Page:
How do you make friends and keep friends? Through conversation. It is so integral to our lives, and there's one thing that most of us do really, really badly, and that definitely includes me, and that is we're not very good listeners. Which is a pity because listening is probably the most powerful aspect of being good in conversation.

    I don't know about you, but I can think back over my life, just occasionally, like if I'm lucky once every five years, I'll have a conversation with someone, and then suddenly you pop out the other end of it and it's like, “Oh my god it's two hours since we started talking.” Through conversation, you've got to a place that neither of you could have arrived at on your own. This is this beautiful creative, collaborative thing, that conversation can be. Those conversations only work when both parties are truly actively listening.

    The web is fantastic place for you to listen. Go to social media, go to your competitors social media streams, listen to the conversations there. Go to Amazon, read the reviews, go to Yelp and read the reviews, go anywhere and everywhere so you have an opportunity to listen to what your prospects are saying. In particular listen to emotional cues. What is it that your customers get excited about? Frustrated about? Angry about? Upset about? Delighted, what delights them? What makes them happy, what makes them share the good stuff?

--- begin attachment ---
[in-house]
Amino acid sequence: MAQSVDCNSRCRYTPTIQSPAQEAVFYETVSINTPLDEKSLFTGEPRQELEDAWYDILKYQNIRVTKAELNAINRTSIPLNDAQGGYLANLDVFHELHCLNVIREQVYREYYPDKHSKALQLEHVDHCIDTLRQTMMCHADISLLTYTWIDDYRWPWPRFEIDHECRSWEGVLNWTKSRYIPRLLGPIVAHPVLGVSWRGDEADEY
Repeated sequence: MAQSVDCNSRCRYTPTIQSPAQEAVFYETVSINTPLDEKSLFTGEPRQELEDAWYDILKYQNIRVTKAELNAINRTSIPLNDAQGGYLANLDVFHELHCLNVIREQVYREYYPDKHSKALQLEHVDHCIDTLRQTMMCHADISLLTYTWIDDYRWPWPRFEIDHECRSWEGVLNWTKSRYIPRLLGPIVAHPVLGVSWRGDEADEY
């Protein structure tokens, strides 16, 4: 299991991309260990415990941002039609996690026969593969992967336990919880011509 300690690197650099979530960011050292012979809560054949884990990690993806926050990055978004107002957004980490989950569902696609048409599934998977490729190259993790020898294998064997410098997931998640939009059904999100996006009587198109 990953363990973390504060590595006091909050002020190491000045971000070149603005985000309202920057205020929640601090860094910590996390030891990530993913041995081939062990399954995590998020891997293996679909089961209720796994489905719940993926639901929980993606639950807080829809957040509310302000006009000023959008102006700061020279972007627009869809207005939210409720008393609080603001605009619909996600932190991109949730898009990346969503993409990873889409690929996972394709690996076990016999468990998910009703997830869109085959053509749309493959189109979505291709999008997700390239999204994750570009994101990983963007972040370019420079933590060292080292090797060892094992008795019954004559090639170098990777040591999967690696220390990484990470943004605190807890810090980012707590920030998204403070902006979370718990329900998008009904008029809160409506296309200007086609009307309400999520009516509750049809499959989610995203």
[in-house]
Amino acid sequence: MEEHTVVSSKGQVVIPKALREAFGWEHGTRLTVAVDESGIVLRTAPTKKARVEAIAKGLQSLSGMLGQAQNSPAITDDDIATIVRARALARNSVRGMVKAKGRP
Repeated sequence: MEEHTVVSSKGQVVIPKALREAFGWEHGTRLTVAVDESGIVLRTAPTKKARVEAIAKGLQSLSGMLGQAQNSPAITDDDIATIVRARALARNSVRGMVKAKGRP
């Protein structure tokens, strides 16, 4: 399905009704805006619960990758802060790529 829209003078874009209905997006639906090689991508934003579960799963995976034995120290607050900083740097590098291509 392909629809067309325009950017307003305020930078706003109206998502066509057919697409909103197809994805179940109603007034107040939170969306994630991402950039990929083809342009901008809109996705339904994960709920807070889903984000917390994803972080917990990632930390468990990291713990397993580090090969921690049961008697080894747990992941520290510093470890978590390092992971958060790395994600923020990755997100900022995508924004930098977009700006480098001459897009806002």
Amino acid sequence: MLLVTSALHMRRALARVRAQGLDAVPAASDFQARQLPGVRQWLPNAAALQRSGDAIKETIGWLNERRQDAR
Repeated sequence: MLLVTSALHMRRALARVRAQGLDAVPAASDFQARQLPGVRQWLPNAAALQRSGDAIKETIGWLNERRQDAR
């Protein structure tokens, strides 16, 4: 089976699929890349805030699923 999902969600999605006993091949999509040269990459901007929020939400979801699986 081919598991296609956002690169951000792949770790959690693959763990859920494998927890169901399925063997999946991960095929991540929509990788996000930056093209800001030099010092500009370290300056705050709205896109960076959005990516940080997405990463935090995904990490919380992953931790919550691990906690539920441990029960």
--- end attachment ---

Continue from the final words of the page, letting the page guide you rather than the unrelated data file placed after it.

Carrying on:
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    Listen to those emotion cues, and then listen to the language they use. I build up whole files on this, if I'm talking to a particular audience, I do this research, I don't do formal research, I listen. I go to these places where I can read what my prospects are saying. I'm looking for the emotional highs and lows, because they're going to be powerful messaging platforms as it were.

    I'm also listening to the language they use. The bigger the company, the more separated the marketing group becomes from the language of their customers. You get this in-house jargon thing happening of like, and everyone's talking to themselves in this fancy, in-house business language. It's not how their customers talk. It's about a foundation of conversation. Good conversation is to listen, and I can't imagine I'm not right about that, I think we all instinctively know that. We all instinctively know we could improve when it comes to listening.

    That applies to marketing as well. Listen to your prospects, listen to your customers, listen to the emotional cues, take note of the language they use, not the language you're used to using internally, they use, and then respond. When you get into conversation you reflect it back, you mirror back to them, what they're saying, what they're feeling.

    My job is to actually get out of the way, to listen to what my prospects care about, listen to the language they use, and then mirror that back to them. So they know that I'm listening. And as soon as they know I'm listening, everything changes.


    Check Out The Podcast

    Want to hear more of this informative information about conversational copywriting and engaging with your customers? Check out the full podcast episode below! 


    Next Steps

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    Topics: Digital Marketing, Business Advice, Podcast Interviews